The phone rang while I was making dinner. My kids were underfoot. It was 1986, we didn’t have Caller-ID yet, and I always suspected telemarketers at that time of day. I tried to answer with an attitude, making it clear we didn’t need new windows or a timeshare in Jamaica.
The voice on the other end was low and commanding, and her name was Myra. She was a senior editor at Cosmopolitan, following up on a query letter I had sent a month before. She was quick and to the point.
“We’d like to hire you to write the article you’ve proposed. We can offer $3,000 with a kill fee.”
I was not yet calling myself a writer back then for fear I would be outright lying. I was piling up meager checks here and there, mostly from parenting magazines and newspaper op-eds. When she said $3,000, I was conscious of not hyper-ventilating into the receiver.
I had queried Cosmo about an article idea I knew nothing about — not unusual for me back then (or now, come to think of it). The topic was the relatively new phenomenon of single career women deciding to have a baby on their own, without a husband or even a boyfriend in their lives. Tame by today’s standards, there was a time when this was groundbreaking.
Myra wound up our conversation with this: “The first draft will be due in six weeks. Of course Ms. Brown will have final say. I’ll be in touch after she reads it.”
I got off the phone, positively giddy. Then I realized Ms. Brown was Helen Gurley Brown. And my knees shook a little.
The next day, I began my research. Since email was not yet the communication of choice, I did everything by phone while my kids sat in front of the television, eyes glazed over by Gilligan Island reruns. It was not my best mothering moment, but — hey — I was going to have a byline in Cosmo.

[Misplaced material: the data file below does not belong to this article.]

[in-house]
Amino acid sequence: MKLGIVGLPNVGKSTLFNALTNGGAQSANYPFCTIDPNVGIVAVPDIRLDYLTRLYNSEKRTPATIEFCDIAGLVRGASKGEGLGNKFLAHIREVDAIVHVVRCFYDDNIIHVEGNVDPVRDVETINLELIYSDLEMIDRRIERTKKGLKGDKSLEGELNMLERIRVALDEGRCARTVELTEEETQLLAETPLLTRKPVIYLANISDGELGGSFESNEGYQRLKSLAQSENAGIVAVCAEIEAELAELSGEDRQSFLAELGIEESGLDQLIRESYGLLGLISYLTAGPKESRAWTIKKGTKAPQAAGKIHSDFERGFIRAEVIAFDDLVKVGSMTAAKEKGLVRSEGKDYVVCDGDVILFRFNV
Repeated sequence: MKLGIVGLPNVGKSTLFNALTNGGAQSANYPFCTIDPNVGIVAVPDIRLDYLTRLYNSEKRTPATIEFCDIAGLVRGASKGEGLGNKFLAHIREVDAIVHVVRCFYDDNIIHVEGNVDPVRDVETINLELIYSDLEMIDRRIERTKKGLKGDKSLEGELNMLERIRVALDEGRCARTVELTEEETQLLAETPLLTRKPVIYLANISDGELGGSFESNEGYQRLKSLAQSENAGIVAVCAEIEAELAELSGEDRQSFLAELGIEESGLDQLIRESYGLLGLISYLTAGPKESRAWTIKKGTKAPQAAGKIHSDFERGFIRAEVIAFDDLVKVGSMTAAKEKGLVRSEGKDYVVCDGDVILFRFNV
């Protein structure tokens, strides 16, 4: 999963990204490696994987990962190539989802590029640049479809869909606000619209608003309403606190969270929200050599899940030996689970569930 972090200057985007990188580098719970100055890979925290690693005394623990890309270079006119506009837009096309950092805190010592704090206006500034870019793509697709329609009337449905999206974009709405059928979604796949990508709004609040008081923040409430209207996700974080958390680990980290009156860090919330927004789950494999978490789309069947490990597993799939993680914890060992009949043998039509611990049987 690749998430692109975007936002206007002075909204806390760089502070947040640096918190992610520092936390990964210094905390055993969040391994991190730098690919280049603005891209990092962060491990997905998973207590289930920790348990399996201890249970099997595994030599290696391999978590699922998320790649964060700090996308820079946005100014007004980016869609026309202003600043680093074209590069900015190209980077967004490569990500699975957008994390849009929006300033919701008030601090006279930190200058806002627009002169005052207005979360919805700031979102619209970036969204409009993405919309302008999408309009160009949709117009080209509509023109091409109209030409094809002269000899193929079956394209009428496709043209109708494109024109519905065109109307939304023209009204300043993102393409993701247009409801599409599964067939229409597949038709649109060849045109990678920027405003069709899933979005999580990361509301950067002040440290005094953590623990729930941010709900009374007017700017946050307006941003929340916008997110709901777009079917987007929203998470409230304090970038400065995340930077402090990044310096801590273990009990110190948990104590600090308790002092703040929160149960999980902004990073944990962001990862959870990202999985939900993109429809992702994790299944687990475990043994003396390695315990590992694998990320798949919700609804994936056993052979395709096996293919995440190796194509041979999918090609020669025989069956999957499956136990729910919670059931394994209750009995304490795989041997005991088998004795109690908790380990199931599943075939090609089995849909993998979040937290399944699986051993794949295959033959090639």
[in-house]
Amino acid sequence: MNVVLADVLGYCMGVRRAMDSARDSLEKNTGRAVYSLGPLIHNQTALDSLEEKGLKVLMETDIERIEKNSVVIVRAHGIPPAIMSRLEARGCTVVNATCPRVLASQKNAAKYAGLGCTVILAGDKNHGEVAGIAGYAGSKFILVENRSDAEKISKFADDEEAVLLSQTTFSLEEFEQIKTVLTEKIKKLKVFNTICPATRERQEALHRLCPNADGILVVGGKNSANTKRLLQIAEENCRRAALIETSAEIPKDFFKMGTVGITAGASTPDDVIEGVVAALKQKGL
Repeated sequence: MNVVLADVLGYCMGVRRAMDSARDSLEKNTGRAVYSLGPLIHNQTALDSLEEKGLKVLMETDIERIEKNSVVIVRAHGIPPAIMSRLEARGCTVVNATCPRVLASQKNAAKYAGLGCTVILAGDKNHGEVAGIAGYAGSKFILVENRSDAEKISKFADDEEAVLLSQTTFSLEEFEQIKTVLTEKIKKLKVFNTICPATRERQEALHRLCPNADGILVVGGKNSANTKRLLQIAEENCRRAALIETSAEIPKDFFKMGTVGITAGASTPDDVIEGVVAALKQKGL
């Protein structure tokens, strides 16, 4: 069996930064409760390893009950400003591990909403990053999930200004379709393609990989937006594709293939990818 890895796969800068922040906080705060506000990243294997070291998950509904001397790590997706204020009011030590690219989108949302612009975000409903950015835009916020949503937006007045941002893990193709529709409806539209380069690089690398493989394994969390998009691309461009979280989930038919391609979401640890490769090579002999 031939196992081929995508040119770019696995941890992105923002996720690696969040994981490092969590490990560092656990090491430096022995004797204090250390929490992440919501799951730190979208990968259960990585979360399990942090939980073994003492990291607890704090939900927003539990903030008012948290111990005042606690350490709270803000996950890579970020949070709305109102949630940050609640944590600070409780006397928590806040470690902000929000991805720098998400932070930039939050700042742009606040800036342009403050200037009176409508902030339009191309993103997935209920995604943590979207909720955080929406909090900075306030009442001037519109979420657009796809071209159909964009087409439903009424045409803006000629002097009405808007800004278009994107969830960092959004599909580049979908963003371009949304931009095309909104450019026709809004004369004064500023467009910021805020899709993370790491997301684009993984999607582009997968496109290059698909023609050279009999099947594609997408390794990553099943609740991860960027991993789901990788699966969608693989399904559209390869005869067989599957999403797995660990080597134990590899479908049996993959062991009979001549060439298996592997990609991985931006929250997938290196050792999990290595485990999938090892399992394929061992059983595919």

I felt a connection to the women I interviewed even though I’d gone the conventional route toward motherhood. They were smart and savvy. Their stories were poignant, about their dreams to have a baby, about running out of time. Myra had made it clear in our first conversation that the magazine did not approve of this new way to form a family and my piece should reflect that slant.
I thought I knew better. On the day I put my draft in the mail, I believed I was going to make journalistic history. A few days later, the phone rang. It was Myra.
“We received your draft and Ms. Brown has seen it. I’m going to read from her memo.”
Here is what Helen Gurley Brown thought of my draft: “This writing is smug, small, and sanctimonious.”
I’ve always loved the idea that she brought forth alliteration to cut me off at my writing knees.
Here’s the good news. There was a kill fee waiting for me that exceeded my wildest expectations. I thought HGB was wrong about my writing, but I still had some wounds to lick. So I licked them. And I developed a clever answer for friends who kept asking when my article was going to appear in Cosmo.
And the bad news? There wasn’t any. My keyboard was still waiting for me in the morning, with all its possibilities. So I sat down. And I got back to work.